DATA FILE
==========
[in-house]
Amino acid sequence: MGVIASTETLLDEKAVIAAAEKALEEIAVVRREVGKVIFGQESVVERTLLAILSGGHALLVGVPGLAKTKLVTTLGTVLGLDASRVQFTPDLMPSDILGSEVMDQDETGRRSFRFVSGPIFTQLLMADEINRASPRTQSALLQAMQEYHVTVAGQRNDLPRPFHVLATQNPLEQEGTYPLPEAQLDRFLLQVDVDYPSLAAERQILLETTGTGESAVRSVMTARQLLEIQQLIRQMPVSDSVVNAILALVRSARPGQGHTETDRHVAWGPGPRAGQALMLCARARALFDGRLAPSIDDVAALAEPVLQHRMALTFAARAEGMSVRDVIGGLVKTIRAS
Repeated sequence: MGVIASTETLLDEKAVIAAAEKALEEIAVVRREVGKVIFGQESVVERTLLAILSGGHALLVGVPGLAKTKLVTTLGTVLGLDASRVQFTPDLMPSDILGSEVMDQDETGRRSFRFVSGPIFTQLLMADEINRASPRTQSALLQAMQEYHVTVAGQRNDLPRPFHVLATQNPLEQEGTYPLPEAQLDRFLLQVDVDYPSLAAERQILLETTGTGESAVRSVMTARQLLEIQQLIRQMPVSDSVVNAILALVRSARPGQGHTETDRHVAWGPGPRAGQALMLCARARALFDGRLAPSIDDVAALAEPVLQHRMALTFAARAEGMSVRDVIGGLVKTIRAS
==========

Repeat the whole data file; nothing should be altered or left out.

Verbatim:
[in-house]
Amino acid sequence: MGVIASTETLLDEKAVIAAAEKALEEIAVVRREVGKVIFGQESVVERTLLAILSGGHALLVGVPGLAKTKLVTTLGTVLGLDASRVQFTPDLMPSDILGSEVMDQDETGRRSFRFVSGPIFTQLLMADEINRASPRTQSALLQAMQEYHVTVAGQRNDLPRPFHVLATQNPLEQEGTYPLPEAQLDRFLLQVDVDYPSLAAERQILLETTGTGESAVRSVMTARQLLEIQQLIRQMPVSDSVVNAILALVRSARPGQGHTETDRHVAWGPGPRAGQALMLCARARALFDGRLAPSIDDVAALAEPVLQHRMALTFAARAEGMSVRDVIGGLVKTIRAS
Repeated sequence: MGVIASTETLLDEKAVIAAAEKALEEIAVVRREVGKVIFGQESVVERTLLAILSGGHALLVGVPGLAKTKLVTTLGTVLGLDASRVQFTPDLMPSDILGSEVMDQDETGRRSFRFVSGPIFTQLLMADEINRASPRTQSALLQAMQEYHVTVAGQRNDLPRPFHVLATQNPLEQEGTYPLPEAQLDRFLLQVDVDYPSLAAERQILLETTGTGESAVRSVMTARQLLEIQQLIRQMPVSDSVVNAILALVRSARPGQGHTETDRHVAWGPGPRAGQALMLCARARALFDGRLAPSIDDVAALAEPVLQHRMALTFAARAEGMSVRDVIGGLVKTIRAS